Headlines: Gulf of Aden – suspected pirate accidently killed; Somalia – crewmember wounded in pirate attack; Seal Island, Maine – safety zone – munitions and explosives; Perth Amboy – change to special anchorage area; Calcasieu River and Ship Channel – convert safety zone to security zones; TSAC meeting; PHMSA meeting re HM-ACCESS; Philippines – response to ferry sinking; Australia – offshore oil leak update; Singapore – draft amendments to MARPOL Annexes I and VI; NOAA – development of marine aquaculture plan; NTSB – public docket on sinking of Alaska Ranger; Washington – facility and vessel oil spill readiness plans approved; IMO – LRIT authorized testing application service providers; Norwegian Sea – seabed mud volcano observatory; Disaster at Honda Point – September 8, 1923; and Fire on SS Morro Castle – September 8, 1934.
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Gulf of Aden – suspected pirate accidently killed
The EU Maritime Security Centre – Horn of Africa (MSC-HOA) issued a press release stating that a warship operating as part of the EU NAVFOR investigated a suspected pirate skiff with a crew of five in the Gulf of Aden. It launched a helicopter, which observed and filmed the crew throwing ladders and weapons over the side of the skiff. The warship directed the skiff to stop, but the skiff continued. After warning shots were fired, the skiff stopped. [There are unofficial reports that the warship was authorized to fire into the skiff to force it to stop.] A team from an RHIB boarded the skiff, where weaponry was found. One of the suspected pirates was wounded in the incident. Although he was provided medical treatment onboard the warship, he was later pronounced dead. (9/7/09). Note: I have little sympathy for pirates. I also believe that the accidental wounding and killing of this individual was very unfortunate. There is a lesson to be learned here, though not the one you might expect. If trained sailors on a warship can accidently kill someone on a small boat when firing warning or disabling shots (this is the second such incident), then it is much more likely to occur if merchant mariners are routinely provided with firearms. In this instance and the prior one, the sailor was a member of the military forces and thus not subject to the usual potential of prosecution by the nation of the deceased. The same cannot be said if the errant shot had been fired by a civilian. Arming of merchant vessels should not be undertaken lightly.
Somalia – crewmember wounded in pirate attack
The NATO Shipping Centre issued an update stating that the merchant vessel An San reported that her engine broke down and she is under pirate attack 16 nm from Mogadishu, Somalia. The pirates came alongside and fired warning shots, resulting in the wounding of one crewmember. The vessel has medics embarked and has not requested assistance, which was offered by a US warship in the vicinity. (9/5/09). Note: Although the nationality of the An San is not mentioned in the NATO release, other records indicate that it is registered with the Democratic People’s Republic of Korea (North Korea).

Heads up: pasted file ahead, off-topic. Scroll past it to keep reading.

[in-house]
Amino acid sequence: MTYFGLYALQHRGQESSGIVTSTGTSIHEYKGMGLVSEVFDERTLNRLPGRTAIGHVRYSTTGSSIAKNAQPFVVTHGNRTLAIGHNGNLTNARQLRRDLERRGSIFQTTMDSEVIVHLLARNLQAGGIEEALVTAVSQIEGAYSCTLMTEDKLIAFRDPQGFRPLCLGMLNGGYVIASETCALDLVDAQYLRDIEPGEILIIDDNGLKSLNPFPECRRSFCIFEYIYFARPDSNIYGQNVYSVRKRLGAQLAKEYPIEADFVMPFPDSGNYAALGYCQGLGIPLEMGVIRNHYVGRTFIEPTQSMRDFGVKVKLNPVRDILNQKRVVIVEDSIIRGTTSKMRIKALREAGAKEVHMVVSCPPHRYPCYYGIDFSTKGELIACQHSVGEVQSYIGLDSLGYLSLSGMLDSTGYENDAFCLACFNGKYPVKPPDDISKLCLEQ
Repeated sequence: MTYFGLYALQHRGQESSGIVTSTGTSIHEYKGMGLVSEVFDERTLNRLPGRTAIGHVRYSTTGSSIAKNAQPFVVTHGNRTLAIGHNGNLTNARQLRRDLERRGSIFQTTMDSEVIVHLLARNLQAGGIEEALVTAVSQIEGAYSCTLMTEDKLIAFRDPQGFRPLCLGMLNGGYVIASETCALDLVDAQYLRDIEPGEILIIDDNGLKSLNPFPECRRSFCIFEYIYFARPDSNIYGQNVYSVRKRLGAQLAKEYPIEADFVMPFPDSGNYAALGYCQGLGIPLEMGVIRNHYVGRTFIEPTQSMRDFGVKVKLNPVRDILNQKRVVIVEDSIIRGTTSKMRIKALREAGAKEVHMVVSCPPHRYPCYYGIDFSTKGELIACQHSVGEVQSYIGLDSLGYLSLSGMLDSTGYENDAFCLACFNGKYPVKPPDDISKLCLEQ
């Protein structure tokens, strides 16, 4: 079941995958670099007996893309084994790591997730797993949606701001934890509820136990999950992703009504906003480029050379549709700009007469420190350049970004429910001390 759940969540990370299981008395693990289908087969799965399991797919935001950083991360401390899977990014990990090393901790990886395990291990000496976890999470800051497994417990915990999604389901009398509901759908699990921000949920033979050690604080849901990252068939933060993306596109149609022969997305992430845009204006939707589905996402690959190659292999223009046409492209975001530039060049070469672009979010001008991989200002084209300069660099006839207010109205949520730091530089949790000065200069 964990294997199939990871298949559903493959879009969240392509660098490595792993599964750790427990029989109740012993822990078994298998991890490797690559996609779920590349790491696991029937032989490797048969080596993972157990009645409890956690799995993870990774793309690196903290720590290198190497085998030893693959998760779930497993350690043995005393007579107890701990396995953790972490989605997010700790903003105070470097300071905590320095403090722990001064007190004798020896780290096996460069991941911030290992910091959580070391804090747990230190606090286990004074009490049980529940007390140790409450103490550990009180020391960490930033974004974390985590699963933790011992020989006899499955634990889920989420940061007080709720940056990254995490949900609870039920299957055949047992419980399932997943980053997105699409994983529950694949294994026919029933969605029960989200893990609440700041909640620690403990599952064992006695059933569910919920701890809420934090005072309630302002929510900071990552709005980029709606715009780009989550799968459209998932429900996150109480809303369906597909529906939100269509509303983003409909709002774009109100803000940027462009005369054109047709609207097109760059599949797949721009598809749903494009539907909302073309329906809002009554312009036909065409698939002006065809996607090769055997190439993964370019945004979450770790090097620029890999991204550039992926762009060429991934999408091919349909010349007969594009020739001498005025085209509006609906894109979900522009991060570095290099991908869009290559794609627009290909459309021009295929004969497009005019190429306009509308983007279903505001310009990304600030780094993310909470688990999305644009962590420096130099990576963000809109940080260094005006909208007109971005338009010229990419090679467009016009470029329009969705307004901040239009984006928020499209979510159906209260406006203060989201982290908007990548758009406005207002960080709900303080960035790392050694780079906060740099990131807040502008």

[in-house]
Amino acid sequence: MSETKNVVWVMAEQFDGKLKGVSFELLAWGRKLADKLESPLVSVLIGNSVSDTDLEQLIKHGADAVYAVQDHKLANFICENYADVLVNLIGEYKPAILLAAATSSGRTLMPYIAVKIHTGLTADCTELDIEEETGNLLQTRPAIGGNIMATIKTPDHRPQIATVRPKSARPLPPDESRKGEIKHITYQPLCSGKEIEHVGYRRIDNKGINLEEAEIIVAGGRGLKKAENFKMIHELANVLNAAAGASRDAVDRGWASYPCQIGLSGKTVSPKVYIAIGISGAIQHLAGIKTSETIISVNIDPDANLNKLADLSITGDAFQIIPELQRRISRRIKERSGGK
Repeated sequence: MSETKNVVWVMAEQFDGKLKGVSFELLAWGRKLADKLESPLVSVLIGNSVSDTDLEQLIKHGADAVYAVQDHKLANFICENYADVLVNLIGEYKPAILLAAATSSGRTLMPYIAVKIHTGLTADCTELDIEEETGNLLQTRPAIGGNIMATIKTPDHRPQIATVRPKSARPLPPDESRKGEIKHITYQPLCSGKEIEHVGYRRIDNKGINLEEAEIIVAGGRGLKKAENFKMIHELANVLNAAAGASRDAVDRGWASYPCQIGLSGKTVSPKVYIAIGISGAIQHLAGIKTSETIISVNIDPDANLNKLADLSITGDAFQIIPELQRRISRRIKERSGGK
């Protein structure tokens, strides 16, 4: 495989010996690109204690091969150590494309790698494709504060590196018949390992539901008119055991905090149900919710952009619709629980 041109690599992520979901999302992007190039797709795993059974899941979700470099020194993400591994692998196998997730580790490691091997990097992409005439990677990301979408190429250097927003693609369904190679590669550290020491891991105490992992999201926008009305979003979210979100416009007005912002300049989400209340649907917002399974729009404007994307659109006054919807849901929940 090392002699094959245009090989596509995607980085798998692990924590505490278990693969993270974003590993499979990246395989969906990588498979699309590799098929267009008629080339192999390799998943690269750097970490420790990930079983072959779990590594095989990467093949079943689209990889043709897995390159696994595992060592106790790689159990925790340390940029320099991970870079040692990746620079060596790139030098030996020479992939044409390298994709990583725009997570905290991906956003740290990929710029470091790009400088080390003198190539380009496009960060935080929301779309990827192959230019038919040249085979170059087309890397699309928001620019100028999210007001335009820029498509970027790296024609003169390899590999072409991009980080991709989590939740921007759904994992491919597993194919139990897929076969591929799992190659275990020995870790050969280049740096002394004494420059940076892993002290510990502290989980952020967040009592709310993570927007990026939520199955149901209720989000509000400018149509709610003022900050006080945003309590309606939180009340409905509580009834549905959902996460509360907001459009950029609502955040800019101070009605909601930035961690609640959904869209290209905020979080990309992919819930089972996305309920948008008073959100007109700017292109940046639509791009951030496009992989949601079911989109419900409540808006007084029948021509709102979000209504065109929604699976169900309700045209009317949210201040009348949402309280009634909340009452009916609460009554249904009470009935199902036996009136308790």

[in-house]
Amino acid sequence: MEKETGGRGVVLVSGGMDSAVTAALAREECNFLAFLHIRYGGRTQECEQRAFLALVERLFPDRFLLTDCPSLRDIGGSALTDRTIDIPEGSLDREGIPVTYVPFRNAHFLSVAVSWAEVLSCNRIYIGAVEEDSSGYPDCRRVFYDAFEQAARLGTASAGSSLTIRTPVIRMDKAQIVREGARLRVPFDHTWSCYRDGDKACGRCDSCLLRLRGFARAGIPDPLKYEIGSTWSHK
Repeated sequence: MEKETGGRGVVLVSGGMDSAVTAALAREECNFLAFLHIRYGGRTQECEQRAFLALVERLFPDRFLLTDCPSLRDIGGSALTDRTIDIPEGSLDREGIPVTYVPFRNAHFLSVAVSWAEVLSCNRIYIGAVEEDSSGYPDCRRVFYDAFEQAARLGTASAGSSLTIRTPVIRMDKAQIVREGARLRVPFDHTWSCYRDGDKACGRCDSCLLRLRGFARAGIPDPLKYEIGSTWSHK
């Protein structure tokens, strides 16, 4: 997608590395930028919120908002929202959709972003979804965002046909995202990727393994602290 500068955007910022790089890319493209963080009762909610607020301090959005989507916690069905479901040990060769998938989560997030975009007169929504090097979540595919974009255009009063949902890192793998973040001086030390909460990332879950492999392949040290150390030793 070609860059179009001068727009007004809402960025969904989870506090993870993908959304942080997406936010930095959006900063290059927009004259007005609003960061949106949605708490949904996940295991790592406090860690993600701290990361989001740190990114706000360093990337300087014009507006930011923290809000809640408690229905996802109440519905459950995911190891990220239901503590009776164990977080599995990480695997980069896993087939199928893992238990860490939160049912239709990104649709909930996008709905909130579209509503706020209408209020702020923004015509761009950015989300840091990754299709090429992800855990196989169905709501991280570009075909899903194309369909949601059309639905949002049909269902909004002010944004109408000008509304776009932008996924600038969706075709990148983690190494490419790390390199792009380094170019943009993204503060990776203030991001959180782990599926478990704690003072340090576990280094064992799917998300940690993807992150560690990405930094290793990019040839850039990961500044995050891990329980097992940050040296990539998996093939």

Seal Island, Maine – safety zone – munitions and explosives
The US Coast Guard has established an interim safety zone on waters surrounding Seal Island, Maine from the shoreline out to the 60 foot depth curve. Persons and vessels may not enter the safety zone without specific permission. This immediate rulemaking is necessitated by the discovery of undetonated munitions and explosives around the island, which was previously used by the US Government as an aerial bombing and target range. Comments on the interim rule should be submitted by December 7. 74 Fed. Reg. 46011 (September 8, 2009).
Perth Amboy – change to special anchorage area
The US Coast Guard is changing the special anchorage area at Perth Amboy, New Jersey at the junction of the Raritan River and Arthur Kill to better facilitate navigation and provide for the safe and secure anchorage of vessels not more than 20 meters in length. The change comes into effect on October 8. 74 Fed. Reg. 46007 (September 8, 2009).
Calcasieu River and Ship Channel – convert safety zone to security zones
The US Coast Guard proposes to disestablish the permanent safety zone at the Trunkline LNG facility on the Calcasieu River and Ship Channel and replace it with a security zone with new boundaries. It also proposes to establish two additional security zones on the same waterway for the mooring basins of the Cameron LNG facility in Hackberry and the PPG Industries facility in Lake Charles. Comments on the proposal should be submitted by October 8. 74 Fed. Reg. 46040 (September 8, 2009).
TSAC – meeting
The Towing Safety Advisory Committee (TSAC), sponsored by the US Coast Guard, will meet in Martinsburg, West Virginia on September 24-25. 74 Fed. Reg. 46216 (September 8, 2009).
PHMSA – meeting re HM-ACCESS